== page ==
Personally I hope it will at least stay for a few days as we have overseas friends arriving tomorrow. As the saying goes,

“you can’t beat Wellington on a good day.”

An Oriental Bay Monday

An Oriental Bay Monday

Read Full Post »

A TV commercial that used to run here shows God handing out national assets. South Africa gets diamonds. Australia gets gold, and car manufacturing. New Zealand slept in arrives late and gets Pineapple Lumps. You can watch it here.

This is typical kiwi self-deprecation, yet still celebrating what is good about our country. We don’t have great oil or mineral wealth, we are not strategically located for trade (in fact, just the opposite). But we are lucky in another sense.

We have water. We look in horror to our nearest neighbour Australia – self-named The Lucky Country.  We look at their droughts, their forest fires and ridiculous summer temperatures, their huge country’s habitable zones around the edges, the fact that so much of their agricultural industry is ultimately unsustainable, and their campaigns for short showers with buckets collecting dirty water for reuse.  I for one don’t envy them, and wonder what will happen with the growing impact of climate change on their fragile environment.

Travelling to the Middle East last year reminded me that even Australia is lucky compared to many parts of the world.  The stark, barren landscapes of Qatar, Jordan and Israel were shocking to me.  The relentless sandy and rocky landscapes that continue for thousands of miles could not have been a starker contrast to New Zealand’s green pastures and forests.  There was a harsh beauty to these moonscapes, but I will admit a feeling of relief when we left and, coming in to land in Rome, saw the Italy’s green fields and vines.  It felt a little like coming home.

In New Zealand we have water. It rains here, falls from the skies, fills our lakes, waters our farms, powers our electricity stations. And as climate change becomes more and more of a reality, water is an increasingly valuable commodity. In the past we’ve taken it for granted, but increasingly we are recognising that our water is liquid gold, and should be valued accordingly.  We need to do much more.  But we’re moving in the right direction, I hope.

So next time it rains, I’m not going to moan and groan about the gloomy days or inconvenience.  I’m going to appreciate the fact that I don’t have to wash my windows, I simply have to wait for the next northwesterly storm.  I’m going to remember that I rarely water the pot plants on our deck, yet they’ve managed to survive and thrive for a couple of years now, and that our lemon and lime trees are largely neglected but produce fruit for us, thanks to the combination of sun and rain we get here.  And I’m going to reflect on the fact that we are truly a lucky country.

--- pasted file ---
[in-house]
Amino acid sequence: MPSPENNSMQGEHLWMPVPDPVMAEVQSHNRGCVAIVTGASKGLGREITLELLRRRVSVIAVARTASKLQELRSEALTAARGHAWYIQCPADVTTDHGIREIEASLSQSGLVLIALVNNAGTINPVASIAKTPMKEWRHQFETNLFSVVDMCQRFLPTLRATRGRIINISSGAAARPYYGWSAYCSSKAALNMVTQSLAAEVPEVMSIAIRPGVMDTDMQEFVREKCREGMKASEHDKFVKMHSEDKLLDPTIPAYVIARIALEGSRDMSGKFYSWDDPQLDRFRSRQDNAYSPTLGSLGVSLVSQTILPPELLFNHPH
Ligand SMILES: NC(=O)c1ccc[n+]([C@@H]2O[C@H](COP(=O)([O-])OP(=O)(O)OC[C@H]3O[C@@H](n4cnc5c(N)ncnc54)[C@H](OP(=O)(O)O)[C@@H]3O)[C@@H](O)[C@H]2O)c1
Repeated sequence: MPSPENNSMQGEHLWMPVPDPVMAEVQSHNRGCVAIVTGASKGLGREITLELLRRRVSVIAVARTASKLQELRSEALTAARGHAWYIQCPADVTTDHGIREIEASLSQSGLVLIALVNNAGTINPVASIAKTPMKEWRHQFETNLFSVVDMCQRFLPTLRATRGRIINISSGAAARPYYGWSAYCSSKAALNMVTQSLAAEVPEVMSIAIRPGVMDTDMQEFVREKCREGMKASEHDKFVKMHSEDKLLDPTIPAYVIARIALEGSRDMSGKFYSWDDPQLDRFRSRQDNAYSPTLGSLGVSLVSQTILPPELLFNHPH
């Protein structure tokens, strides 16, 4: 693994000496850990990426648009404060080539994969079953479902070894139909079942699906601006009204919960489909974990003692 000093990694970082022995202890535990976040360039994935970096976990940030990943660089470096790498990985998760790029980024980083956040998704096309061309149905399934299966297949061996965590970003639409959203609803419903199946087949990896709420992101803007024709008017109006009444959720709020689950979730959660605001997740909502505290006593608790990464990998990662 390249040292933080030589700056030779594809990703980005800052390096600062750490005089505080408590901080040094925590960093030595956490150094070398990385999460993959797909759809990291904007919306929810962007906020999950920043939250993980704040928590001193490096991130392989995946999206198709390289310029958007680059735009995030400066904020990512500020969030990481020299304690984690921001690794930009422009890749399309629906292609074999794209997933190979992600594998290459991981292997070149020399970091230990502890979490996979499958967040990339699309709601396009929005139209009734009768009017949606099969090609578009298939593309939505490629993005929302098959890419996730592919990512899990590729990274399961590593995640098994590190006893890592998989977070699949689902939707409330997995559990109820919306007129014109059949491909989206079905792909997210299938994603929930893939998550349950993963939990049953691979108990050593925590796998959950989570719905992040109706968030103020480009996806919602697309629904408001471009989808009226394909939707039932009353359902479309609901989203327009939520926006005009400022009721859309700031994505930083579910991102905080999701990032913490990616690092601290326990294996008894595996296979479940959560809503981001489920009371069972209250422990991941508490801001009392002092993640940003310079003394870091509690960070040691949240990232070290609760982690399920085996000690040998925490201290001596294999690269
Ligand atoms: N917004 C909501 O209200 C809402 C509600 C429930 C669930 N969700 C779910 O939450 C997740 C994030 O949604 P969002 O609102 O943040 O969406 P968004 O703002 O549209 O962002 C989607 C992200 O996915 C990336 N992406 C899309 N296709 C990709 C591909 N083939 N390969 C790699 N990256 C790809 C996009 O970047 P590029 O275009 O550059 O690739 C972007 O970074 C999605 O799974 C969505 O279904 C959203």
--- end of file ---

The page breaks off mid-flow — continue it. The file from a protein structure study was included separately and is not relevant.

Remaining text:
Read Full Post »

Living in Wellington, we are accustomed to a particular clarity of light.  Sparkling, is probably the best way to describe it.  So when we woke this morning to find our valley swathed in mist, it was unusual.  We get mist from time to time – several days a year, and sometimes the airport is even closed.  But usually this is in winter, or around the season changes.  Quickly though, the mist cleared, but as I drove down the gorge to sea level, I found myself driving back into the mist again.

The cruise ship in port was almost hidden in the mist.  I pitied the passengers, and indeed saw some walking disconsolately back to the ship.  I hoped they’d turn around, as minute by minute I could see the sun breaking through.  Around Oriental Bay, the beach was in sunshine, but the mist was still heavy over the water.  I stopped to snap some shots. I wasn’t the only one.

Oriental bay emerging from the mist - can you see the yacht at the right?

Oriental bay emerging from the mist – can you see the yacht at the right?

Further around, in Evans Bay, the mist had risen even further, but I still couldn’t see the other side of the harbour.

Evans Bay on the way to the gym

Evans Bay on the way to the gym

And so I worked out at the gym, the French doors thrust open to the view.  Clear to the west and immediately in front of us, the mist was still clinging to the water in the distance, and it was eerie to see a small sailboat suddenly appear.  Later, a silver flash appeared, jet-skiers making the most of the glassy calm water and the summery temperatures.  The mists gradually receded, showing the Days Bay Ferry dwarfed by a huge container ship.

The airport is maybe only a kilometre away, and from our treadmills and weights machines we can usually see the planes coming in to land.  But today we could only hear them – although a few appeared at the last minute,  scary seconds before landing.

As I headed back, work-out over, the sun was winning the battle, and the mist was disappearing quickly, still obscuring Matiu/Somes Island though, and leading me to suspect my friend across the eastern side of the harbour would still be in the clouds.  On our side of the harbour though, all that remained was a low dense ribbon of white mist lining the motorway the snakes around the edge of the harbour in the distance.  The rest of the harbour and city … well … it sparkled.

Read Full Post »

Older Posts »